Mississippi Grind: A Drama That’s Quite a Gamble
In this road movie that feels much like classic 1970s cinema, Ben Mendelsohn (The Place Beyond the Pines, 2012) plays Gerry, a talented yet perpetually unlucky gambler who thinks the next big win is just around the corner. Gerry’s outlook changes as soon as he meets Curtis (Ryan Reynolds, Woman in Gold, 2015), a young, charming and impulsive poker player.
Viewers look on as the duo become instant buddies and embark on a meandering journey gambling their way through the cornfields of Iowa down to the sticky south in New Orleans. They are willing to bet on anything, from horse races to the next guy walking out of the bathroom wearing glasses. Both men are incessantly challenged by the temptations of gambling, especially Gerry who lost his wife, daughter and essentially his life due to his addiction.
The story is (very) slowly told with empathy and a bit of dry humor. Mendelsohn and Reynolds share great screen chemistry, and their characters balance each other. Gerry always appears disheveled and can barely keep his job while Curtis is the stable, dapper dresser with a voice of reason (all things considered). The film takes a while to gain some traction. Perhaps, the slow pace has to do with the dismal subject matter. The blues soundtrack livens up the film in its lowest and slowest points, but it’s not quite enough to mask the depressing storyline and overall tone in its entirety.
While both men are constantly making poor decisions and struggling to stay afloat in the game of life, they are our protagonists in this film. This drama, written and directed by filmmakers Ryan Fleck and Anna Boden (It’s Kind of a Funny Story, 2010), focuses on addiction, family, regret, and the paths we must take to realize what’s truly important.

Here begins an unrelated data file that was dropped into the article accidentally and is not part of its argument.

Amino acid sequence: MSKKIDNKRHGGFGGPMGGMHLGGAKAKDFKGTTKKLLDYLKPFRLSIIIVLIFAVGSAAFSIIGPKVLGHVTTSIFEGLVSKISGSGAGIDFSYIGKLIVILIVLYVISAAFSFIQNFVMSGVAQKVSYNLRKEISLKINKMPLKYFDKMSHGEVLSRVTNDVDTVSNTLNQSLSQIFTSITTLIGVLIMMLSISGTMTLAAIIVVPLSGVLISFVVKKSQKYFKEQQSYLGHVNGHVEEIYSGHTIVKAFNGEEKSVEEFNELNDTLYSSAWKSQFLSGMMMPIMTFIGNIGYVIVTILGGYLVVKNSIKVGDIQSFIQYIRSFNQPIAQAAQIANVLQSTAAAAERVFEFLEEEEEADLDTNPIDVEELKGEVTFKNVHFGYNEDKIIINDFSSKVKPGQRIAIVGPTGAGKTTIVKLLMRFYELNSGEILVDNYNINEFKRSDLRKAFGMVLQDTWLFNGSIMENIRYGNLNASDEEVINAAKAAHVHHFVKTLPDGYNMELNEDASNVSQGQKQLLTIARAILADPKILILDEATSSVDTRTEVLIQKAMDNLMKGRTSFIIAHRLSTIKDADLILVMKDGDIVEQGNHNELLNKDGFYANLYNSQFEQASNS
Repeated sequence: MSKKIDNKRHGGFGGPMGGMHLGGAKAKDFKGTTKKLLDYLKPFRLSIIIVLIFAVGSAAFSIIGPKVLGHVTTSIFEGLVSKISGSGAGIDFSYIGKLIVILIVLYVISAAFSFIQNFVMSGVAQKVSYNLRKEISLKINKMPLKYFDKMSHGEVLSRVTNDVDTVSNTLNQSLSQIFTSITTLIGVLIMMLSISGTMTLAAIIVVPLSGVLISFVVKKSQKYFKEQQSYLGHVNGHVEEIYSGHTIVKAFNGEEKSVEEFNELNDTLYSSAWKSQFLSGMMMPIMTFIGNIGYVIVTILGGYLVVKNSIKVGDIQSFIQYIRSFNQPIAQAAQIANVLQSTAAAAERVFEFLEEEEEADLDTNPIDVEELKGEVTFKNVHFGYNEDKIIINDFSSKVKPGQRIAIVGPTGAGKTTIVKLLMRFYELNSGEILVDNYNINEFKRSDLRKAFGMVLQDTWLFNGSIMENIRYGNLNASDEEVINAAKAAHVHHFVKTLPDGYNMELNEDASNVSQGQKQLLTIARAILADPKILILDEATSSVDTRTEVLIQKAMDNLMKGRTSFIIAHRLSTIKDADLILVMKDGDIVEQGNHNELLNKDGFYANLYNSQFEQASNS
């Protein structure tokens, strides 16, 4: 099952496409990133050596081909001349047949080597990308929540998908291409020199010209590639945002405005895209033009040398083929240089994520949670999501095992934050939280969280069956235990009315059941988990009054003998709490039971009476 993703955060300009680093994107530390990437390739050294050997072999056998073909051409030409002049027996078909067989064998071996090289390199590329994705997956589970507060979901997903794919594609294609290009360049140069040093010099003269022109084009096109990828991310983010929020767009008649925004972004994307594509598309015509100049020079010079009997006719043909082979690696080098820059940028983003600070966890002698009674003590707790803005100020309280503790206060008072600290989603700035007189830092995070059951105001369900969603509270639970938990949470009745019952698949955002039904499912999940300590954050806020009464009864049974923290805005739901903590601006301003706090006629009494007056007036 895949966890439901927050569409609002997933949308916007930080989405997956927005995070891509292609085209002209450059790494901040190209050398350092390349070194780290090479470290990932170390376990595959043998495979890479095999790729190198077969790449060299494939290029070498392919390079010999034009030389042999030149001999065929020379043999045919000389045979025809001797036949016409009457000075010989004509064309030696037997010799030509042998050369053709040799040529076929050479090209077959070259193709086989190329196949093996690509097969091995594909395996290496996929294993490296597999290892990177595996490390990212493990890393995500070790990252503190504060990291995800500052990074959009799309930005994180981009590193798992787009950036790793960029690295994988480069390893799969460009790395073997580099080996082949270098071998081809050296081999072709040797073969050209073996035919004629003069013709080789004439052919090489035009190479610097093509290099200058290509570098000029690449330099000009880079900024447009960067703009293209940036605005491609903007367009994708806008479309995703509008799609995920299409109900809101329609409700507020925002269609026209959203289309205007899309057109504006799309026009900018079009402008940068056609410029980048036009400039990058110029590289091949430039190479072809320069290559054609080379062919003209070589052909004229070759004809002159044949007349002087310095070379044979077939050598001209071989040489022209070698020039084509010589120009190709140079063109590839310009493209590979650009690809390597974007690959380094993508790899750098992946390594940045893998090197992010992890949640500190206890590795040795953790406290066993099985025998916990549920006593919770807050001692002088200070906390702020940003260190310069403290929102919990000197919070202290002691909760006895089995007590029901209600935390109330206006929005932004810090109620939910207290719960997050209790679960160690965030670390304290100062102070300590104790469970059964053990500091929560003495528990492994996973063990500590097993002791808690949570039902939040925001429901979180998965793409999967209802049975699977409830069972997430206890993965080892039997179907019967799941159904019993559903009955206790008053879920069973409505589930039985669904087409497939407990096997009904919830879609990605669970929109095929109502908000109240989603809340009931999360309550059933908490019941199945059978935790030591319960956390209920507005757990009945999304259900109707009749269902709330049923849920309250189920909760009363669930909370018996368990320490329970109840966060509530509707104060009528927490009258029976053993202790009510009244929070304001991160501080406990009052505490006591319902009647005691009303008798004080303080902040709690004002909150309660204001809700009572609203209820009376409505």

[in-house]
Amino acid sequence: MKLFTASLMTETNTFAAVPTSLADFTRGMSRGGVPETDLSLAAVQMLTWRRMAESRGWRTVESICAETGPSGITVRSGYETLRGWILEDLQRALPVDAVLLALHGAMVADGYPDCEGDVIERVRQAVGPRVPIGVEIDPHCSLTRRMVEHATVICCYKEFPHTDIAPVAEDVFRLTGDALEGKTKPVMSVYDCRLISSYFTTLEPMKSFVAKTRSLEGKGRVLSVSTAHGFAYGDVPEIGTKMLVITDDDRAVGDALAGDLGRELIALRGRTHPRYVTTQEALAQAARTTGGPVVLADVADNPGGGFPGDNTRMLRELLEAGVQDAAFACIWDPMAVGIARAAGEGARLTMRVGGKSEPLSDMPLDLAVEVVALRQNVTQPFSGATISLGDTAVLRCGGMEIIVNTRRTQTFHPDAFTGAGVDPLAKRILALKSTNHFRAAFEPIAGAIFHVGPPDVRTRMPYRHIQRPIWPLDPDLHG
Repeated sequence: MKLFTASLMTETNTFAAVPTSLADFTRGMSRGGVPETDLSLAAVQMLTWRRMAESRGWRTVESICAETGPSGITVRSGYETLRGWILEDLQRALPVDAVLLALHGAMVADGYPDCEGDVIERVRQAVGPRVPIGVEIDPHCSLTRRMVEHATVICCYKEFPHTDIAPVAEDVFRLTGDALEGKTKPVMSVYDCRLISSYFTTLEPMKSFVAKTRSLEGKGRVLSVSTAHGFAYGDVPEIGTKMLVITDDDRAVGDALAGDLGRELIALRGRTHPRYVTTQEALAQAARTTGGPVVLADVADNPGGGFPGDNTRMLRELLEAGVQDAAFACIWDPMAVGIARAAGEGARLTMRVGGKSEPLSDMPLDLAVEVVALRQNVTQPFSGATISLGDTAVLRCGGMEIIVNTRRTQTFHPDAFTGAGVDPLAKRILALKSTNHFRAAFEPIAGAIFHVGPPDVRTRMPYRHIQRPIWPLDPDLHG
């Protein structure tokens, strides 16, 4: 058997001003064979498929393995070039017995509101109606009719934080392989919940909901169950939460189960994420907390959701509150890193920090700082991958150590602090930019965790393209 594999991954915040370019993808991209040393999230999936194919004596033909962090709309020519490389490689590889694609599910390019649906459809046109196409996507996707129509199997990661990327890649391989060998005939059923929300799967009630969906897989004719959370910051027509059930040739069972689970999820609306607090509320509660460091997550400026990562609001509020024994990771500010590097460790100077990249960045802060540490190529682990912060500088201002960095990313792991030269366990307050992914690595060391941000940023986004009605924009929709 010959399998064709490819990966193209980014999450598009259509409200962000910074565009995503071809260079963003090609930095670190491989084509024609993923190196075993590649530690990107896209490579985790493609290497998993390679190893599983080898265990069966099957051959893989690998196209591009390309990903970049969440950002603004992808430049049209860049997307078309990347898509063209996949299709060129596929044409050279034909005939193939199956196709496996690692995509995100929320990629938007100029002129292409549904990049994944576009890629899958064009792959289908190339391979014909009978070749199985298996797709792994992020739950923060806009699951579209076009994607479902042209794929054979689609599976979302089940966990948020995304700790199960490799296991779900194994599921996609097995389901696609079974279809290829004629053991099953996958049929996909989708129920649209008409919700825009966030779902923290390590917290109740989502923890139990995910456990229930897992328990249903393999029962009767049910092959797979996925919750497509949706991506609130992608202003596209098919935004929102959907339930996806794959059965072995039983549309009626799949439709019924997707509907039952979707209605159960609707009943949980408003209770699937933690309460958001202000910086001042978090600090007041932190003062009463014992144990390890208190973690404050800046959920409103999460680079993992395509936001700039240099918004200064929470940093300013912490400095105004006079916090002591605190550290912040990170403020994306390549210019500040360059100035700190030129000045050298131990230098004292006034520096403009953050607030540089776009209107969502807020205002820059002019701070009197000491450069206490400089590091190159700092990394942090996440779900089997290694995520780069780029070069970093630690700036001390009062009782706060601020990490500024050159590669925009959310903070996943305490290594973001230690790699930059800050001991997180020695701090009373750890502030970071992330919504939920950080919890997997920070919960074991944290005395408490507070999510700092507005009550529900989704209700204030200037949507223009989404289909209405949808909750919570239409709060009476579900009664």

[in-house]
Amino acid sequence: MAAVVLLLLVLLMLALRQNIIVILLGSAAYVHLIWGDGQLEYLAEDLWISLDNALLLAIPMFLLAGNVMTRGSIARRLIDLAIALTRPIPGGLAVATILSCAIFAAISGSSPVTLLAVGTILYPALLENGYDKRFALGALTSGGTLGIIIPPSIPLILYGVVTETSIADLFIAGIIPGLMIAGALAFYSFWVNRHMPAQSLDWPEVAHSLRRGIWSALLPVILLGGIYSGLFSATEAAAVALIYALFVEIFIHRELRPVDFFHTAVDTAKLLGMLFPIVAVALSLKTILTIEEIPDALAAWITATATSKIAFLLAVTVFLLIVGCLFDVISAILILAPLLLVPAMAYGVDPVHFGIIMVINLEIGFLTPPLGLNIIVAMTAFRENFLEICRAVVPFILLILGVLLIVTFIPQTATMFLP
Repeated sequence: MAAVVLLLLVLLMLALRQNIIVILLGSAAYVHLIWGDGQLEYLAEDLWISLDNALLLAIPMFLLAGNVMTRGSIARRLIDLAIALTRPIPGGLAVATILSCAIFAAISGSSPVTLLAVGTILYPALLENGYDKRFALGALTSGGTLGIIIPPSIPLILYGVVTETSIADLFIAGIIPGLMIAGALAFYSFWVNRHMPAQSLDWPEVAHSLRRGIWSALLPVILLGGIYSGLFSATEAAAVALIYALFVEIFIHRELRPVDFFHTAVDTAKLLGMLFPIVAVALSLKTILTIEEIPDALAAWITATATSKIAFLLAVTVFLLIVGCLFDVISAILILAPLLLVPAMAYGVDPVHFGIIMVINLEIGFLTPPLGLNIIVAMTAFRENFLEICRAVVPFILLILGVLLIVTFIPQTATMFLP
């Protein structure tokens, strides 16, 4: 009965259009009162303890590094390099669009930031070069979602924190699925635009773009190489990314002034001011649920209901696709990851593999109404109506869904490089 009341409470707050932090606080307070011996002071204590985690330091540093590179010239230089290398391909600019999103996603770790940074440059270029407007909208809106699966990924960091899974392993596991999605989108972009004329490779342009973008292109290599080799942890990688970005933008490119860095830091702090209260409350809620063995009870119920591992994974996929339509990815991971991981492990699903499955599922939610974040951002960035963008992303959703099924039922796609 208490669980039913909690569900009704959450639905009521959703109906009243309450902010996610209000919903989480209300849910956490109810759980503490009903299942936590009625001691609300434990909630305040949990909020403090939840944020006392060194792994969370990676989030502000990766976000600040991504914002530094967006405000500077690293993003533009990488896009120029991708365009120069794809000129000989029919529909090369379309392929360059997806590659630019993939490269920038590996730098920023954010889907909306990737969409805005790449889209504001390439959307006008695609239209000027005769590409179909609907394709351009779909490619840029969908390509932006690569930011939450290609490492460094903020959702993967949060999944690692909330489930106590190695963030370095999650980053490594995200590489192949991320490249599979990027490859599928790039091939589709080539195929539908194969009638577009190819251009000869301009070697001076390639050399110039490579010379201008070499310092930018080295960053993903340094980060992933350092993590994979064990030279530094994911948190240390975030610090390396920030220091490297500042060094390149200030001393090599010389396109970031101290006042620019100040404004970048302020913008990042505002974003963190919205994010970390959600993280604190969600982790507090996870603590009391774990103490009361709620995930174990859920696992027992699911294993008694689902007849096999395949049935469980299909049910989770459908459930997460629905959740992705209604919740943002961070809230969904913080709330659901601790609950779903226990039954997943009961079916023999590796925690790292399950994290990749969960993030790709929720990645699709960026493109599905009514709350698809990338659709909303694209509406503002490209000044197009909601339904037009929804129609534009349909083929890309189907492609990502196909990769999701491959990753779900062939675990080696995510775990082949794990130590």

During their many stops at riverboat casinos, racetracks, pool halls and pubs, Gerry and Curtis continue to find that luck isn’t in their favor. They experience major highs and ultimate lows, and it’s during this journey that their true character and motivation is revealed, forcing an undeniable relationship between the two of them.
Both Gerry and Curtis are deeper characters than audiences initially think and they reveal their secrets layer by layer – usually during the scenes in which we least expect, leaving audience members surprised and causing the storyline to become more complex. Director Ryan Fleck best describes Gerry’s character, “Gerry is a guy who tells people he’s looking to turn his life around, but in some ways his biggest fear is that he will. As long as he’s a loser, he doesn’t have to face his responsibilities.”
Boden and Fleck were inspired by The Gambler (1974) when creating this low-budget indie film, so they made a point to include a surprise cameo by writer and director James Toback. Toback has a few seconds of screen time as Tony Roundtree, the host of a high-stakes poker game.
Mississippi Grind is what happens when someone has been dealt a bad hand and isn’t capable of taking his chips off of the table, despite rounds of disappointment.
Bottom-Line? For an addiction drama, I would have thought the film would be just as addictive for the viewer. While Reynolds and Mendelsohn are entertaining and great fits for their roles, the narrative itself is too often grind to a halt.
Cast: Ben Mendelsohn (Gerry), Ryan Reynolds (Curtis), Robin Weigert (Dorothy), Analeigh Tipton (Vanessa), Sienna Miller (Simone), Alfre Woodard (Sam), Marshall Chapman (Cherry)
Credits: Directed and Written by Ryan Fleck and Anna Boden
Studio: A24 Films
Run Time: 108 minutes
Jessica Aymond © September 27, 2015